A: I remember being their age and there was no university offering game design and very few mentors. The first 10 years of my career were really rough because I had to kind of figure it out myself. I didn’t know what was needed. I just went from emergency to emergency and then I did finally figure out and learn what game design is and learned how I can contribute. If I had met the right mentor, those 10 years maybe could have been condensed down to two years. I’m able to help people who are going through the same spot, and that’s my instinct. So, I’m here because I love interacting with students. They’re smart people, they’re wonderful people. I just like getting to know smart, creative people. These kids are so cool, especially this new generation. They’re going through important stuff, and I can show them that there is a pothole right there, and there is a pit trap right there, and this is where the tigers are. I just want to show them the map and tell them, ‘don’t hurt yourself, here’s the way to get through.’ I just find that inherently satisfying. I feel like I’m paying it forward, and I also have had some great mentors and people who made a huge difference in my life when I was younger, and I remember the impact it had.
Q: Are there more opportunities for students involved in game design now than there were when you entered the industry?
A: The industry is just growing and has been growing for a long time. There are thousands of jobs out there. I don’t know of a studio that has enough people. My current studio doesn’t have enough people. We never have enough people in the industry, so it is very competitive and we’re always looking for the best of the best, but there’s a lot of need. It used to be a much smaller industry, and it used to be a lot harder to get started. But now I think I think schools like Harrisburg University are doing a good job of training people right. That used to not be true for a long time, but now college grads are coming out of university and are actually pretty well prepared for doing real work.
Q: What advice do you have for students looking to enter the game design industry?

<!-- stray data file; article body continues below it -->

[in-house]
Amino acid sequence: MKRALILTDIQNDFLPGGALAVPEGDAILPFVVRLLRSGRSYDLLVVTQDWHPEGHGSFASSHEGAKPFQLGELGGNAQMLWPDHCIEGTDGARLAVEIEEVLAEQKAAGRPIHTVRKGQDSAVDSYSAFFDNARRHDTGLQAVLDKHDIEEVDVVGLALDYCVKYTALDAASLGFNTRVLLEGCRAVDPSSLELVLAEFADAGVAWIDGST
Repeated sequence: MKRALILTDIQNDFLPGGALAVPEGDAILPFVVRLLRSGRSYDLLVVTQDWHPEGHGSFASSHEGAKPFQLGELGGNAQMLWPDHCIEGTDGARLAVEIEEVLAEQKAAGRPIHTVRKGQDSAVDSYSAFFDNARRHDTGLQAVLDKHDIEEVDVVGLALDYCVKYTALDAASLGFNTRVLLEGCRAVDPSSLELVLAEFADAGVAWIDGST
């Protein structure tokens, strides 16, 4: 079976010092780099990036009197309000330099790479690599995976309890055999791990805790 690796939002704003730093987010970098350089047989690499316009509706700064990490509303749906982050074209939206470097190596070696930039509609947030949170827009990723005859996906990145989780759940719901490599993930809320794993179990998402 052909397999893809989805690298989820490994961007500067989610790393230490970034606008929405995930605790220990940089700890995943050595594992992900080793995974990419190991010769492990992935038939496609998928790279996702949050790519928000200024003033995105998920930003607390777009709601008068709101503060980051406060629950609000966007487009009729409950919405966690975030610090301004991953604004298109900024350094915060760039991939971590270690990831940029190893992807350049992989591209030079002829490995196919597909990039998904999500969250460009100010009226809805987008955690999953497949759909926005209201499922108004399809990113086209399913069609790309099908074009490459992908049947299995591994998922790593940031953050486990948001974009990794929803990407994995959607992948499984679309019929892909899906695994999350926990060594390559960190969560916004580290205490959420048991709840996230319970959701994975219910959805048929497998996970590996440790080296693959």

A: I never worry about whether or not people are going to find jobs. The hardest part about finding a job is actually finding good studios to apply to. There are so many studios out there now and a lot of them don’t advertise, and it’s just immense. There are lots of jobs, and it can still be tough to get started, but there’s certainly alot of work out there. The industry is growing at 15 percent to 20 percent a year, and it’s been doing that for 20 years. We definitely have been recession proof. We do have our own problems. There have been moments there have been dips in the games industry, but they are not directly related to recessions.
I think game design is like a philosophy. It’s like a generalized approach that all developers should be learning, and I think that most developers feel the same way. I forget sometimes when I think of game design. I just think of someone sitting at a computer coding and stuff but there’s all kinds of opportunities. It takes a team to make it happen, so video game development is the most collaborative art form I know of. I think it’s really hard to be on your own independently. Games are far better made in a group. It’s a collaborative art form. I’d say the number one skill that designers need to have is communication. They need to be good at listening and they need to be good at asking questions. They need to be curious, and they need to be good at figuring out problems. A designer spends more than half of their time just communicating with the team, especially on a bigger team.
Harrisburg University’s Bachelor of Science in Interactive Media program includes the concepts of new media, interactivity, interaction design, human-computer interaction, digital culture, cyberculture, and areas such as interactive narrative, video games, social media, virtual reality, and augmented reality wherein user and machine both take on an active role. Interactive media is not limited to electronic media, digital media, game design or digital communications. For more information about the program, please visit this link.